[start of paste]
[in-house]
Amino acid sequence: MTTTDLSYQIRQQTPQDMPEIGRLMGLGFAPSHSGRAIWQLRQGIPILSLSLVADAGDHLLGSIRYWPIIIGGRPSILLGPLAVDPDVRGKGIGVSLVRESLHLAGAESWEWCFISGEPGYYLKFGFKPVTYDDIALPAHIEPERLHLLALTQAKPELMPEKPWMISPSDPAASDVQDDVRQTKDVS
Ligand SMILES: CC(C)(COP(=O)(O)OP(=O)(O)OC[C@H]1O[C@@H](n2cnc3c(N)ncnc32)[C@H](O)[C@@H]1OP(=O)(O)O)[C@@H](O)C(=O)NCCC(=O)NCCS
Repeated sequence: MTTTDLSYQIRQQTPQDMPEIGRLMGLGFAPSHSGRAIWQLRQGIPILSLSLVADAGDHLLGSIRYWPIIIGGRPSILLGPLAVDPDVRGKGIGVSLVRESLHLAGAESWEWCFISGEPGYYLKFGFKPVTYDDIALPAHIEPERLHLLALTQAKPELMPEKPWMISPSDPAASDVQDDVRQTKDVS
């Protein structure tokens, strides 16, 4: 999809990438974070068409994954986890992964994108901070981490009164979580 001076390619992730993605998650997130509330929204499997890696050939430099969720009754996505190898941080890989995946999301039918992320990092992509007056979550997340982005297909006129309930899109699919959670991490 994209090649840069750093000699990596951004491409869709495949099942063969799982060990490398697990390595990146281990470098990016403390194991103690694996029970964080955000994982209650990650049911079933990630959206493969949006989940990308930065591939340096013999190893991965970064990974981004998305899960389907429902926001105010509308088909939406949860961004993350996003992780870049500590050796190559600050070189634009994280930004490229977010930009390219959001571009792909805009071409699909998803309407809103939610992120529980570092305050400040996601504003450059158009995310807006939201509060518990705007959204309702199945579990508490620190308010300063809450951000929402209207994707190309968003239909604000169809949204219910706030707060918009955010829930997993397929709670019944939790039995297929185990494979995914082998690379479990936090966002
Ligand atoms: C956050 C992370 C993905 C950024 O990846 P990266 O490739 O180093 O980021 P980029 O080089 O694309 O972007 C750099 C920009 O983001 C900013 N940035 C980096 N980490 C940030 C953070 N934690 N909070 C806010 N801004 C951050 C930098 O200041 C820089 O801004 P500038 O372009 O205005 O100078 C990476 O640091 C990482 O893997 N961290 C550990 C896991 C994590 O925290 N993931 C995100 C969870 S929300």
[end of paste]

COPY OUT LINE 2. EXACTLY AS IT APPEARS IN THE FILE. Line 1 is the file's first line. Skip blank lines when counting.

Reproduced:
Amino acid sequence: MTTTDLSYQIRQQTPQDMPEIGRLMGLGFAPSHSGRAIWQLRQGIPILSLSLVADAGDHLLGSIRYWPIIIGGRPSILLGPLAVDPDVRGKGIGVSLVRESLHLAGAESWEWCFISGEPGYYLKFGFKPVTYDDIALPAHIEPERLHLLALTQAKPELMPEKPWMISPSDPAASDVQDDVRQTKDVS